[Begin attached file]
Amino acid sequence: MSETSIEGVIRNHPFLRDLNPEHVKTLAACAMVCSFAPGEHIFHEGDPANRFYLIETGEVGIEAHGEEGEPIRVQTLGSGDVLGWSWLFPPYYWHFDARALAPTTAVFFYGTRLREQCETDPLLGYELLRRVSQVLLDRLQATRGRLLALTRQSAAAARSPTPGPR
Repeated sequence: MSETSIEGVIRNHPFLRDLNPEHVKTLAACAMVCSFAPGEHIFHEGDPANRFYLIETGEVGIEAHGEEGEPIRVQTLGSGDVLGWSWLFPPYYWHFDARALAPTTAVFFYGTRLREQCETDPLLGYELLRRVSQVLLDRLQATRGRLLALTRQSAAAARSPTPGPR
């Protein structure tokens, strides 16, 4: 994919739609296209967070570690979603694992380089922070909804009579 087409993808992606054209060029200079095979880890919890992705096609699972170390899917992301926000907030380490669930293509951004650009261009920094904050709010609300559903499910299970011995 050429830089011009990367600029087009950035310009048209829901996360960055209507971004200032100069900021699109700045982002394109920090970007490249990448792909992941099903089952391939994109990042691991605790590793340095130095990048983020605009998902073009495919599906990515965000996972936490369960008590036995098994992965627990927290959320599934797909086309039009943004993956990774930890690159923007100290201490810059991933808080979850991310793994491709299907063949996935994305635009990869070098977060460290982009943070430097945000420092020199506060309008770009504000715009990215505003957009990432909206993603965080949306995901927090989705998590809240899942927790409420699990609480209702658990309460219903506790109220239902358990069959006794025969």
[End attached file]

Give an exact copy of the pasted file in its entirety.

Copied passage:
Amino acid sequence: MSETSIEGVIRNHPFLRDLNPEHVKTLAACAMVCSFAPGEHIFHEGDPANRFYLIETGEVGIEAHGEEGEPIRVQTLGSGDVLGWSWLFPPYYWHFDARALAPTTAVFFYGTRLREQCETDPLLGYELLRRVSQVLLDRLQATRGRLLALTRQSAAAARSPTPGPR
Repeated sequence: MSETSIEGVIRNHPFLRDLNPEHVKTLAACAMVCSFAPGEHIFHEGDPANRFYLIETGEVGIEAHGEEGEPIRVQTLGSGDVLGWSWLFPPYYWHFDARALAPTTAVFFYGTRLREQCETDPLLGYELLRRVSQVLLDRLQATRGRLLALTRQSAAAARSPTPGPR
């Protein structure tokens, strides 16, 4: 994919739609296209967070570690979603694992380089922070909804009579 087409993808992606054209060029200079095979880890919890992705096609699972170390899917992301926000907030380490669930293509951004650009261009920094904050709010609300559903499910299970011995 050429830089011009990367600029087009950035310009048209829901996360960055209507971004200032100069900021699109700045982002394109920090970007490249990448792909992941099903089952391939994109990042691991605790590793340095130095990048983020605009998902073009495919599906990515965000996972936490369960008590036995098994992965627990927290959320599934797909086309039009943004993956990774930890690159923007100290201490810059991933808080979850991310793994491709299907063949996935994305635009990869070098977060460290982009943070430097945000420092020199506060309008770009504000715009990215505003957009990432909206993603965080949306995901927090989705998590809240899942927790409420699990609480209702658990309460219903506790109220239902358990069959006794025969």